Why coronavirus scammers can send fake emails from the WHO

Hello? First things first.

Check your e-mail.

I got one.

Fake Dylan at W.



This is the WHO’s real domain, right? W.



dot I.



So Fake Dylan is a internet security researcherthat I worked with to send all of our emails a bunch of fake messages.

And he was able to send these messages fromthe real W.




I'm going to say I'm coming to you from mynew job in the World Health Organization.

I spent all my money moving to Geneva, Switzerland.

Please, send me some bitcoin to tide me over? It might say “this is a joke” in our examplehere, but the more serious ones would be like, “there's an urgent new coronavirus warningfrom the W.



” As the number of coronavirus cases increases, so too do Internet scams and hoaxes.

Real-looking emails supposedly from the WorldHealth Organization and CDC asking for money.

These agencies do not ask for direct donationsby e-mail.

If you click on a link or download an attachmentfrom those e-mails, you could be giving hackers your personal information.

So what we're looking at here is domain spoofingand we're seeing it a lot with respect to the coronavirus in particular.

So this really has been totally unprecedented.

The teams have never seen anything like thisin terms of a single lure, uniting all different types of actors behind a single real pretextfor people to do all kinds of things, whether it's actually just steal their password, whatwe call credential phishing, whether it's install malware.

So this is just one example sent from whatlooks like the W.



e-mail address, just like the one that came to you.

Clearly it's trying to get you to downloada specific file that they have sent.

And researchers at IBM found that that filecontains malware that captures screenshots and logs your keystrokes and steals usernamesand passwords.

Huh, “beware of criminals pretending tobe W.



” The W.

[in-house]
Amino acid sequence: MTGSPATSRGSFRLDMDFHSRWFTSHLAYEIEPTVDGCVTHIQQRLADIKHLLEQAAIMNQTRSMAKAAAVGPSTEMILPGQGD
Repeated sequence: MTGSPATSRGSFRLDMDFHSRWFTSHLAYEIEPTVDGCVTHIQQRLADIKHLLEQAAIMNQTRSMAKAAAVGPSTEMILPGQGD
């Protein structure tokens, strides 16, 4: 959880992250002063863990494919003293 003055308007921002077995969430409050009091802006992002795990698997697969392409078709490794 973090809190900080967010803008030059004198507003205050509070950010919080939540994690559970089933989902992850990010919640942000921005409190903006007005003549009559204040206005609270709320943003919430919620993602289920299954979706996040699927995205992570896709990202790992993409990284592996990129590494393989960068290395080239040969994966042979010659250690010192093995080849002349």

has actually published guidanceon this and they are aware that this is happening.

But its top advice, its number one advice, is: “Verify the sender by checking their email address.

” We know that that’s pretty easy to fakeat this point.


I'm surprised they don't point that out becausepeople might think that if it has a W.



dot I.


T address, that means it's legitimate.

But really, it's a necessary but not sufficientcondition.



What I found super interesting was that wetried spoofing a bunch of domains, and only some of them went through to the inbox.

The CDC and Vox emails didn’t, but WHO andWhitehouse.

gov emails did.

And I should say, it was only the Yahoo emailsthat we set up.

The Gmail and Outlook emails both put themin spam.

So I've been looking into this and it seemslike the greater context around this is that when email was created back in the eighties, no one bothered to make any way to verify that the sender is who they say they are.

Really it is the foundational technologiesof the Internet being built with no security in mind and no central database of who iswho that gives rise to this problem.

And since then, there've been lots of attemptsto sort of build this sort of verification system.

The problem is just that the participationis not as high as it should be.

So of make sense of this, it might help tothink about another type of verification problem, which is that society doesn't want teenagersto get into bars to buy alcohol.

To prevent that from happening, we need twothings: We need a way to verify ages, which is our ID system, and we need businesses tothen check for IDs.

Now, imagine if that ID system was voluntary.

So you have a bunch of adults who might notbother to go get an ID.

Then when they come to the bar, the businessbasically has a decision to make.

Either they require IDs knowing full wellthat plenty of legitimate adults don't have one.

Or, to avoid pissing people off, they justlet them in and maybe they end up letting in some kids too.

And probably every bar is going to make aslightly different decision.

That's kind of where we're at.